March Point: Ancient Fern Prairie

A fertile peninsula attracts Skagit County’s first settlers


Urged by the federal government to venture west in the mid-1800s, Northwest pioneers settled on the natural prairies around Puget Sound. In contrast to the region’s heavily forested interiors, these ready-made farmlands adjacent to marine waterways offered an appealing place to set down roots.

Enoch Compton and John Carr were the first recorded white settlers in Skagit County, claiming land on Sachem (now March) Point around 1852. The area had great significance to native tribes, as well, who had been cultivating the prairie’s bracken fern and camas for generations.

Permanent white settlement began in the 1860s as tensions with local tribes declined. In 1865, Hiram March, an enterprising farmer and seed cultivator, moved to the tip of the peninsula that now bears his name. Until the 1950s, the land hosted a close-knit community based largely around farming.

Farming origins

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Settlers found the fertile soil on March Point ideal for food cultivation. Early subsistence farms grew to more ambitious enterprises. Several experimented with hops, as well as grains, forage plants, tubers, and fruits. Hiram March (home shown above) became known as the “pioneer horticulturalist” for his successful seed trials.

Princess bride

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Caroline Kavanaugh (c. 1836–1919), born Princess Tol Stola, was the daughter of a Swinomish chief. When her mother died, Tol Stola went to live with a white family. She later married James Kavanaugh and settled on March Point. She remained an active and much-respected member of both her adopted and tribal communities.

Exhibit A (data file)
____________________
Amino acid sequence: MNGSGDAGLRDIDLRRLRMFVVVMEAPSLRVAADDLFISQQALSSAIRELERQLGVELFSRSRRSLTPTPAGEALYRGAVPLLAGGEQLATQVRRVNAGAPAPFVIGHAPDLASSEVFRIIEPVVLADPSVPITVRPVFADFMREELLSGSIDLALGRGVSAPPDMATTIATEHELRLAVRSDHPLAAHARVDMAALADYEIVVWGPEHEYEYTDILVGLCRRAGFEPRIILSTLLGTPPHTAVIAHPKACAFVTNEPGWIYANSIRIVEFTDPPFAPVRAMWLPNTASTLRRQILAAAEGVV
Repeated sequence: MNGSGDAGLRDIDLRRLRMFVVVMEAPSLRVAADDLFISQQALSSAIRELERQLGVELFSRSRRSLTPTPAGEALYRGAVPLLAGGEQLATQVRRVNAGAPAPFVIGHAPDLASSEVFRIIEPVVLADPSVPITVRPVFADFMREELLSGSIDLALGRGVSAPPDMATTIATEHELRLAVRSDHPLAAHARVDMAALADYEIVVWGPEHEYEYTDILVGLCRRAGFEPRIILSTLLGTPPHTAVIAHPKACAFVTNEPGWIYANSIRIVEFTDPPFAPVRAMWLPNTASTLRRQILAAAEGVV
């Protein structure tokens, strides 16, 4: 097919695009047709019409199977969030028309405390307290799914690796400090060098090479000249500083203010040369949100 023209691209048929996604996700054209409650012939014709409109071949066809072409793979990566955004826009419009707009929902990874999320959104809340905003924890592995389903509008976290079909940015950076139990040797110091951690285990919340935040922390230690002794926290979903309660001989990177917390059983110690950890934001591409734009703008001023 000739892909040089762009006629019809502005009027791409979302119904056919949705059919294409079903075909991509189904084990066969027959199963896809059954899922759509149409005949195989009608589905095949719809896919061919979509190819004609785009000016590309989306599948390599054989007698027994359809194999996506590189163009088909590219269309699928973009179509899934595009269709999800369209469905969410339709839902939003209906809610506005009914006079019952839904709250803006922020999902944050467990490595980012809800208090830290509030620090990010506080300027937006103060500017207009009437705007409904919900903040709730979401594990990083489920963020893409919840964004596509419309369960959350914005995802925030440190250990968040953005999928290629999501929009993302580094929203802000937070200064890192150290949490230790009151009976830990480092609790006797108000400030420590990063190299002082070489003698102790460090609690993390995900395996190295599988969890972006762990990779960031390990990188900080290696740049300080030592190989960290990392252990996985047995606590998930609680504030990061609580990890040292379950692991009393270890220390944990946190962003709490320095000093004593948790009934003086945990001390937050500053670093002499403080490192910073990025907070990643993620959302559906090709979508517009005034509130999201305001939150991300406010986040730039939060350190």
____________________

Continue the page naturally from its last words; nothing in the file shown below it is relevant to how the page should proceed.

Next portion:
Taking flight

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In 1928, inspired by Charles Lindbergh’s historic 1927 transatlantic flight, the Kiwanis Club leased land on March Point for a 2,000-foot airstrip, making Anacortes among the first cities to embrace air travel. In 1947, the first direct airmail service took off from March Point on a DC-3 Scenic Liner. Most letters reached their destinations in a day.

New horizons

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In the early 1950s, Shell Oil quietly acquired land on March Point. The startup of two large-scale refineries—Shell (now Tesoro) in 1955 and Texaco (now Shell) in 1958— radically changed the character of the point. But, with the lumber industry in decline, oil refining created local jobs and attracted the next wave of newcomers to the community.

Information on this Trail Tales website was prepared under funding from the Washington State Department of Ecology’s Public Participation Grant Program. While the information was reviewed for grant consistency and accuracy of project references, this does not necessarily constitute endorsement by the Department.

Learn more about Ecology’s Anacortes Baywide Cleanup

Photo credits: Anacortes History Museum, Washington state Dept. of Ecology, Samish Indian Nation and others, as noted. Illustrations by Linda Feltner.